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Slow Streets program might be made permanent, but will it reduce pedestrian and bicycle accidents in Los Angeles?

Los-Angeles-Pedestrian-Bike-AccidentsIn May 2020, Los Angeles implemented the Slow Streets program during the pandemic.[1] This program was designed to prevent traffic from entering certain residential areas to encourage people to spend more time outdoors safely. It also implemented provisions to substantially reduce the speed of traffic near residential areas. Communities were allowed to apply to the program to have designated areas blocked off from traffic during certain hours of the day other than for people who live in them. The program has proven to be quite popular, leading to legislation that could make it permanent in both Los Angeles and other cities in the state.

Goals of the Slow Streets program

At the time the Slow Streets Los Angeles program was implemented, California and the rest of the nation were going through the COVID-19 pandemic. The pandemic forced multiple closures and caused more people to work remotely. With more people working from home and large numbers of closures, the Slow Streets program was designed to encourage people to get out and enjoy fresh air and exercise by prompting drivers to drive more slowly while limiting through traffic in designated residential areas. Residents have been able to safely walk and ride bicycles in neighborhoods that participate in this program.

Initially, the Slow Streets program was meant to be temporary so that people could enjoy more outdoor space to safely exercise during the state’s stay-at-home orders. Los Angeles Department of Transportation workers placed signs in participating neighborhoods to provide notice that certain streets were closed to through traffic. These signs also urged motorists to share the road with cyclists and pedestrians and drive slower.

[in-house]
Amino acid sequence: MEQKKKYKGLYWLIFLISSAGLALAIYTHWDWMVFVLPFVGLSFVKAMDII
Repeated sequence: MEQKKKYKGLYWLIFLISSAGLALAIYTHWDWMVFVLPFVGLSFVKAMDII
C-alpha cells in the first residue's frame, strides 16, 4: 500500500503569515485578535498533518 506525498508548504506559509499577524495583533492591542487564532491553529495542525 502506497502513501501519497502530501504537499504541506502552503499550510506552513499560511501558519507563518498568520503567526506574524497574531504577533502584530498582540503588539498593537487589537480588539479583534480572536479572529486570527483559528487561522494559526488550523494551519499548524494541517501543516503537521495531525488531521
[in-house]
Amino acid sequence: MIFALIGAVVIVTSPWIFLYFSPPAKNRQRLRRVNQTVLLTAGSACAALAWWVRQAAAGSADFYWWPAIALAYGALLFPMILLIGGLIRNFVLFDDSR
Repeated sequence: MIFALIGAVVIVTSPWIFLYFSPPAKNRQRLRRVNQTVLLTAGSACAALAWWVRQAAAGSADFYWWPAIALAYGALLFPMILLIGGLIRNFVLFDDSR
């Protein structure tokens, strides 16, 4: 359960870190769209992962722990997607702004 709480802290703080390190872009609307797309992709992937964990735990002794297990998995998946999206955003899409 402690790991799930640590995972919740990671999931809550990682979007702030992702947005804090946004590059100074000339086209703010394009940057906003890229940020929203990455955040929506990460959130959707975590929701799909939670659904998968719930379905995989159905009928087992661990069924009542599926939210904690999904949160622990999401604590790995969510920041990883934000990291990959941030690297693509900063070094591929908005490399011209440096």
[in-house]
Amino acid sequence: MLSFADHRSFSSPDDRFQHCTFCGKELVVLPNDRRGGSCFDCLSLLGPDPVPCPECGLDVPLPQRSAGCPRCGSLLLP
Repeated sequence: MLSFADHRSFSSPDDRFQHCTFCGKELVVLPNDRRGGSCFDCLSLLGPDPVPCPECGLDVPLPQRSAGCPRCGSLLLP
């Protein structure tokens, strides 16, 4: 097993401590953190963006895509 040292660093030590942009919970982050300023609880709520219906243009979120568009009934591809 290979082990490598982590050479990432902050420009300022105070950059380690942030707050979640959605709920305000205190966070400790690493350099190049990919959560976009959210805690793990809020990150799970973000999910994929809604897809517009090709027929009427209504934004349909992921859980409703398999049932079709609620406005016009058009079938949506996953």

Drive to make the Slow Streets program permanent

In June 2020, Los Angeles City Councilmember David Ryu filed a motion with the city to ask city officials and LADO to initiate a feasibility study on expanding the Slow Streets program. The goal was to establish a permanent program in which networks of streets could participate to allow broad access to open areas for people in Los Angeles.

Participation would be voluntary. Neighborhoods would have to submit applications for the program to be applied to their streets through sponsorships by organizations. The Slow Streets program was very popular, leading the state legislature to consider a bill that could implement it statewide.

Assembly Bill 773

In April 2021, Assemblymember Adrin Nazarian (D-LA) introduced legislation to make changes to the state’s law for speed limits and street closures on local streets. This bill, AB 773, would enable cities like Los Angeles to make their Slow Streets programs permanent.[2] The bill unanimously passed out of the committee and is currently on the Assembly floor for consideration.

Cities across California have implemented their own Slow Streets programs, including San Diego, Los Angeles, San Francisco, Sacramento, and others. If AB 773 is passed and signed into law, these cities could take steps to make their programs permanent.

The Safe Streets Los Angeles program has allowed families and children across LA to exercise, play, and socialize outdoors while remaining safe from traffic. Making this program permanent might also help to reduce the number of pedestrian and bicycle accidents and their resulting injuries and fatalities.

Pushback

When Los Angeles initially introduced the Slow Streets program, some groups and people objected to it, arguing that it violated CVC 21101.[3] This statute prohibits municipalities from closing streets unless they meet stringent criteria.[4] In response, a portion of the program was rolled back by LADOT.

Under AB 773, cities would be able to close local streets much more easily. They could also reduce speed limits to make the streets safer for bicyclists and pedestrians. While the bill would allow these programs to be made permanent, cities would still need to undergo a process to identify which projects are appropriate and the types of safety improvements that would need to be added. Los Angeles is already undergoing this process.

Statistics on bicycle and pedestrian accidents